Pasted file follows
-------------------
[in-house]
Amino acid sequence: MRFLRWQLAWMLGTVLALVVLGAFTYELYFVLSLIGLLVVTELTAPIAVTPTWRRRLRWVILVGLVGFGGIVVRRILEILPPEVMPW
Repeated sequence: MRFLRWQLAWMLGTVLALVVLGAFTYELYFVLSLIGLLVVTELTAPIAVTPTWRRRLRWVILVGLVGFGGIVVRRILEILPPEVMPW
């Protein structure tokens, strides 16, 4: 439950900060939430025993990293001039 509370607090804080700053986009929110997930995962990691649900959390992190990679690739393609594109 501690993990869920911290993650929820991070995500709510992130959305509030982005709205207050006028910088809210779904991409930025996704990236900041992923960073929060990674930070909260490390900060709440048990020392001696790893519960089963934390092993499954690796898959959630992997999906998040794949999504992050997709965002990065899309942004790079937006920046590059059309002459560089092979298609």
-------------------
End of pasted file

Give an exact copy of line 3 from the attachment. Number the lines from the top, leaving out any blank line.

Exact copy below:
Repeated sequence: MRFLRWQLAWMLGTVLALVVLGAFTYELYFVLSLIGLLVVTELTAPIAVTPTWRRRLRWVILVGLVGFGGIVVRRILEILPPEVMPW